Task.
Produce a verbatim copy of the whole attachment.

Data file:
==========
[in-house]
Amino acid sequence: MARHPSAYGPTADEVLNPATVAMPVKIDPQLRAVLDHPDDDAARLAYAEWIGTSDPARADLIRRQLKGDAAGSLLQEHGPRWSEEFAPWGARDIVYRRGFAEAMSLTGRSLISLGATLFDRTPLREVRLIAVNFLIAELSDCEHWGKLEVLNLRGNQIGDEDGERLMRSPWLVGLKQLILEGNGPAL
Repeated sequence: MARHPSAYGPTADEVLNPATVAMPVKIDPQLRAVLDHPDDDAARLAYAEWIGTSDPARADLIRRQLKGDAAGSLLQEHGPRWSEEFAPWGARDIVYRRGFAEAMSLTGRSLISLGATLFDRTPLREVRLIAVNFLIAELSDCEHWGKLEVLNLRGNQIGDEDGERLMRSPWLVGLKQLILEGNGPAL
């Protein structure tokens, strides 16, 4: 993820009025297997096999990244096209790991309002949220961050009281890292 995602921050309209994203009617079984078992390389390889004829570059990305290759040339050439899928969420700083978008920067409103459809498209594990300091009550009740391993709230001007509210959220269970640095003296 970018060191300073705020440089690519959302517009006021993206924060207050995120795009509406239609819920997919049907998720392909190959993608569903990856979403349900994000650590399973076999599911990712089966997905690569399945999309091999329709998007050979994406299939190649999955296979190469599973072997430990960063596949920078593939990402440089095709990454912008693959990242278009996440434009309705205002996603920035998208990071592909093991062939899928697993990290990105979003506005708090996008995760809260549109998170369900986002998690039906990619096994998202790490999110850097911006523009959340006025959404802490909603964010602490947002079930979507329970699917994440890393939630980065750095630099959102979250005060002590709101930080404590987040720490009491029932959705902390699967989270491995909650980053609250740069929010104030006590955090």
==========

[in-house]
Amino acid sequence: MARHPSAYGPTADEVLNPATVAMPVKIDPQLRAVLDHPDDDAARLAYAEWIGTSDPARADLIRRQLKGDAAGSLLQEHGPRWSEEFAPWGARDIVYRRGFAEAMSLTGRSLISLGATLFDRTPLREVRLIAVNFLIAELSDCEHWGKLEVLNLRGNQIGDEDGERLMRSPWLVGLKQLILEGNGPAL
Repeated sequence: MARHPSAYGPTADEVLNPATVAMPVKIDPQLRAVLDHPDDDAARLAYAEWIGTSDPARADLIRRQLKGDAAGSLLQEHGPRWSEEFAPWGARDIVYRRGFAEAMSLTGRSLISLGATLFDRTPLREVRLIAVNFLIAELSDCEHWGKLEVLNLRGNQIGDEDGERLMRSPWLVGLKQLILEGNGPAL
């Protein structure tokens, strides 16, 4: 993820009025297997096999990244096209790991309002949220961050009281890292 995602921050309209994203009617079984078992390389390889004829570059990305290759040339050439899928969420700083978008920067409103459809498209594990300091009550009740391993709230001007509210959220269970640095003296 970018060191300073705020440089690519959302517009006021993206924060207050995120795009509406239609819920997919049907998720392909190959993608569903990856979403349900994000650590399973076999599911990712089966997905690569399945999309091999329709998007050979994406299939190649999955296979190469599973072997430990960063596949920078593939990402440089095709990454912008693959990242278009996440434009309705205002996603920035998208990071592909093991062939899928697993990290990105979003506005708090996008995760809260549109998170369900986002998690039906990619096994998202790490999110850097911006523009959340006025959404802490909603964010602490947002079930979507329970699917994440890393939630980065750095630099959102979250005060002590709101930080404590987040720490009491029932959705902390699967989270491995909650980053609250740069929010104030006590955090």